‘We won’t even have enough energy to keep up with how much we want to compute.’

Yoeri van de Burgt

**Brain**

Cordaro’s material is a great example of dedicated computing. Instead of a processor that can perform all tasks (a general-purpose machine), you make a specialised chip for a particular mathematical operation. Modern applications are moving towards specialised chips, says Yoeri van de Burgt, associate professor of microsystems at TU Eindhoven. The way we currently do computing is hopelessly inefficient, says Van de Burgt. A neural network has billions of connections between layers and nodes. You have to keep updating the values of the nodes until the result of the network has a certain value. ‘This updating is done sequentially. Ideally, you want the updating to happen in parallel, but an ordinary PC can’t do that.’ Our computing methods are not sustainable. ‘If we extrapolate our usage into the future, we will not have enough energy for the computing power we want.’

Patty Stabile, associate professor of electrical engineering at TU Eindhoven, is trying to mimic the brain to do optical computing on a chip. She explains how inefficient today’s supercomputers are compared to the human brain. ‘Artificial intelligence applications consume millions of watts. Our brains carry out that many operations per second, but they only consume a few tens of watts.’ She wants to recreate such a biological neural network on a photonic chip.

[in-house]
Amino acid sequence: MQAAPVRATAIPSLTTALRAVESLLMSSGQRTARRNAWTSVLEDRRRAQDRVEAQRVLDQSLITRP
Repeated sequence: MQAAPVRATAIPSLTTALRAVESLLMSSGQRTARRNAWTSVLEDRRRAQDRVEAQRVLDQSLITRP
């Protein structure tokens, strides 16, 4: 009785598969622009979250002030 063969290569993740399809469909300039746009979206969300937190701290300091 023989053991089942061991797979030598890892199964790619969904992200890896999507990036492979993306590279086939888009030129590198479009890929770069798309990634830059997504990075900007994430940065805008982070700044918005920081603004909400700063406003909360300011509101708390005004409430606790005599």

‘We need input from neuroscientists and they need a platform to test their theories’

Patty Stabile

The problem calls for a multidisciplinary approach. Besides mathematicians, physicists and materials scientists, you need neuroscientists who understand how the brain works. There are still many uncertainties. ‘We know some things, but not everything. We need input from neuroscientists and they need a platform to test their theories,’ says Stabile. She has already built a device that works and is configurable. In this device, she integrates linear and non-linear functions: the basic functions of a neural model. The challenge is to make it ultra-compact so that we can implement it on a large scale, and to find materials that are non-volatile, so that energy efficiency is high and she can implement more isomorphism.

It is unclear when and to what extent optical components will replace electronic ones. All data transport is already in the optical domain; only computing itself is still electronic. According to Van den Burgt, we need to be increasingly precise about what is needed where. ‘Some calculations can be done locally electronically, others locally optically. That is the revolution.’